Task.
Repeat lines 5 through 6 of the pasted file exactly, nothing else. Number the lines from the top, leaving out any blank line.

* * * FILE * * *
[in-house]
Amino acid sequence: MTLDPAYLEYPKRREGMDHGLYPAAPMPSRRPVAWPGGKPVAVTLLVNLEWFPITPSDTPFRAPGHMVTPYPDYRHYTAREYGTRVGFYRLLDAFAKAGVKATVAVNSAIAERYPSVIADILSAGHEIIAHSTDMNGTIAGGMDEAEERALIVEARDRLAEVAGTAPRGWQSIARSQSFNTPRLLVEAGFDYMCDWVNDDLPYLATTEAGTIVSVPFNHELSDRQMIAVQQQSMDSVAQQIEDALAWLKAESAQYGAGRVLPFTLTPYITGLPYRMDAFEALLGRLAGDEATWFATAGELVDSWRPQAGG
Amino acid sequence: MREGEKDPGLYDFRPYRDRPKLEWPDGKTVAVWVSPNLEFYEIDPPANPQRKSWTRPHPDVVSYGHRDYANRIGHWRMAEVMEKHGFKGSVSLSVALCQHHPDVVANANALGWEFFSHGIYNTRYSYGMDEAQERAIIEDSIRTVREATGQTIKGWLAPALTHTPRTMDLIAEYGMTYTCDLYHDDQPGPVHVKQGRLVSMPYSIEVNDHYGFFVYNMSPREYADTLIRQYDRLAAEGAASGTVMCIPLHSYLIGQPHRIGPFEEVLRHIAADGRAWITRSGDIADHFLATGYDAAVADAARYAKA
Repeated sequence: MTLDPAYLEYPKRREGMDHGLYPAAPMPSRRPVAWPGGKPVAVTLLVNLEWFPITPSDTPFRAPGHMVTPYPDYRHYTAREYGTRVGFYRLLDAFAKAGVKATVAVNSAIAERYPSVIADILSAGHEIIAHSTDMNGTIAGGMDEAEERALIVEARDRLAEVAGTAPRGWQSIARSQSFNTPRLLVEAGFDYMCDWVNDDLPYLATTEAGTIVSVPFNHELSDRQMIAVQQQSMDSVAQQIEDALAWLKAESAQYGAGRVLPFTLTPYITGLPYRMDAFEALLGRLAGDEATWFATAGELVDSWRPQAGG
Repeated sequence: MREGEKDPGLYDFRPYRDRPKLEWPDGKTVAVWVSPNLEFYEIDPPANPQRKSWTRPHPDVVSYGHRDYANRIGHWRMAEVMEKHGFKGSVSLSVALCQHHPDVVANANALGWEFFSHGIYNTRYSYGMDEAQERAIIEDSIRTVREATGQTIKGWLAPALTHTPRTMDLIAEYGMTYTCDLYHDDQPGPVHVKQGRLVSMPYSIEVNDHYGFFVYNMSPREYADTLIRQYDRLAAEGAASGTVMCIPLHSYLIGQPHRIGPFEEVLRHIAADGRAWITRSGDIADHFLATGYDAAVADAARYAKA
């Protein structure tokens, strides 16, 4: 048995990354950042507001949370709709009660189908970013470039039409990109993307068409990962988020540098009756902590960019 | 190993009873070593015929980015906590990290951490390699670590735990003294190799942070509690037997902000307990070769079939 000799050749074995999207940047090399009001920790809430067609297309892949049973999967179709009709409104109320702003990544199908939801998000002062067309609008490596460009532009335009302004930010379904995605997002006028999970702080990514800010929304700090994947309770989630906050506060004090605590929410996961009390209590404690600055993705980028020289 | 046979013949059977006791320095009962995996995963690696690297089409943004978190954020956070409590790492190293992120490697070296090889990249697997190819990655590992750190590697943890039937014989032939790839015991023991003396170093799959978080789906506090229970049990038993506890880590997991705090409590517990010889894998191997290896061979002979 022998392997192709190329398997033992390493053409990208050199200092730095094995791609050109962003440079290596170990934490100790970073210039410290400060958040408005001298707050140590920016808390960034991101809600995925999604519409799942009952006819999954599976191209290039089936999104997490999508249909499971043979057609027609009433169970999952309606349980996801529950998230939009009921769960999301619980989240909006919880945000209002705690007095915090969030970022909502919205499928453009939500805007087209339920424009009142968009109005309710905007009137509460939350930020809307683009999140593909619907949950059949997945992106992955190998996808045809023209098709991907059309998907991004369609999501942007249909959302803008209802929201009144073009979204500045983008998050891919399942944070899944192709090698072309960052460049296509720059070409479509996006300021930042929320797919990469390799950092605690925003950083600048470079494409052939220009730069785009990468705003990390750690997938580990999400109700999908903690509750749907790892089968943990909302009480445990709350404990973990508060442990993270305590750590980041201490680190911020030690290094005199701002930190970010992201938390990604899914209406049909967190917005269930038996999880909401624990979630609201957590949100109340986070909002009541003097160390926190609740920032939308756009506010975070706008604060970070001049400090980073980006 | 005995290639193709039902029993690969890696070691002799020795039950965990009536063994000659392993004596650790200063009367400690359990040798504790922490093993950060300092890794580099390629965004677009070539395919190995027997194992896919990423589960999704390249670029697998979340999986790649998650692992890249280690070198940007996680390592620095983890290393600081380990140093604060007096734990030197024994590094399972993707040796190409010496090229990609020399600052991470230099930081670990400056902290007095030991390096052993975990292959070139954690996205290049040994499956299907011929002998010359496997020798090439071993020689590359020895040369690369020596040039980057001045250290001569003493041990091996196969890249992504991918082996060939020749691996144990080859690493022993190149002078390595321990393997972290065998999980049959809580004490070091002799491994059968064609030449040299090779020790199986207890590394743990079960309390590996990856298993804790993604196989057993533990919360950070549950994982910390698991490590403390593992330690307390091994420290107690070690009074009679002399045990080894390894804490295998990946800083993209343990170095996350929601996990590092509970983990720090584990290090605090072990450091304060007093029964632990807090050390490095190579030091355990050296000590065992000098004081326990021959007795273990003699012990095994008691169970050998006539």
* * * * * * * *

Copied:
Repeated sequence: MREGEKDPGLYDFRPYRDRPKLEWPDGKTVAVWVSPNLEFYEIDPPANPQRKSWTRPHPDVVSYGHRDYANRIGHWRMAEVMEKHGFKGSVSLSVALCQHHPDVVANANALGWEFFSHGIYNTRYSYGMDEAQERAIIEDSIRTVREATGQTIKGWLAPALTHTPRTMDLIAEYGMTYTCDLYHDDQPGPVHVKQGRLVSMPYSIEVNDHYGFFVYNMSPREYADTLIRQYDRLAAEGAASGTVMCIPLHSYLIGQPHRIGPFEEVLRHIAADGRAWITRSGDIADHFLATGYDAAVADAARYAKA
């Protein structure tokens, strides 16, 4: 048995990354950042507001949370709709009660189908970013470039039409990109993307068409990962988020540098009756902590960019 | 190993009873070593015929980015906590990290951490390699670590735990003294190799942070509690037997902000307990070769079939 000799050749074995999207940047090399009001920790809430067609297309892949049973999967179709009709409104109320702003990544199908939801998000002062067309609008490596460009532009335009302004930010379904995605997002006028999970702080990514800010929304700090994947309770989630906050506060004090605590929410996961009390209590404690600055993705980028020289 | 046979013949059977006791320095009962995996995963690696690297089409943004978190954020956070409590790492190293992120490697070296090889990249697997190819990655590992750190590697943890039937014989032939790839015991023991003396170093799959978080789906506090229970049990038993506890880590997991705090409590517990010889894998191997290896061979002979 022998392997192709190329398997033992390493053409990208050199200092730095094995791609050109962003440079290596170990934490100790970073210039410290400060958040408005001298707050140590920016808390960034991101809600995925999604519409799942009952006819999954599976191209290039089936999104997490999508249909499971043979057609027609009433169970999952309606349980996801529950998230939009009921769960999301619980989240909006919880945000209002705690007095915090969030970022909502919205499928453009939500805007087209339920424009009142968009109005309710905007009137509460939350930020809307683009999140593909619907949950059949997945992106992955190998996808045809023209098709991907059309998907991004369609999501942007249909959302803008209802929201009144073009979204500045983008998050891919399942944070899944192709090698072309960052460049296509720059070409479509996006300021930042929320797919990469390799950092605690925003950083600048470079494409052939220009730069785009990468705003990390750690997938580990999400109700999908903690509750749907790892089968943990909302009480445990709350404990973990508060442990993270305590750590980041201490680190911020030690290094005199701002930190970010992201938390990604899914209406049909967190917005269930038996999880909401624990979630609201957590949100109340986070909002009541003097160390926190609740920032939308756009506010975070706008604060970070001049400090980073980006 | 005995290639193709039902029993690969890696070691002799020795039950965990009536063994000659392993004596650790200063009367400690359990040798504790922490093993950060300092890794580099390629965004677009070539395919190995027997194992896919990423589960999704390249670029697998979340999986790649998650692992890249280690070198940007996680390592620095983890290393600081380990140093604060007096734990030197024994590094399972993707040796190409010496090229990609020399600052991470230099930081670990400056902290007095030991390096052993975990292959070139954690996205290049040994499956299907011929002998010359496997020798090439071993020689590359020895040369690369020596040039980057001045250290001569003493041990091996196969890249992504991918082996060939020749691996144990080859690493022993190149002078390595321990393997972290065998999980049959809580004490070091002799491994059968064609030449040299090779020790199986207890590394743990079960309390590996990856298993804790993604196989057993533990919360950070549950994982910390698991490590403390593992330690307390091994420290107690070690009074009679002399045990080894390894804490295998990946800083993209343990170095996350929601996990590092509970983990720090584990290090605090072990450091304060007093029964632990807090050390490095190579030091355990050296000590065992000098004081326990021959007795273990003699012990095994008691169970050998006539």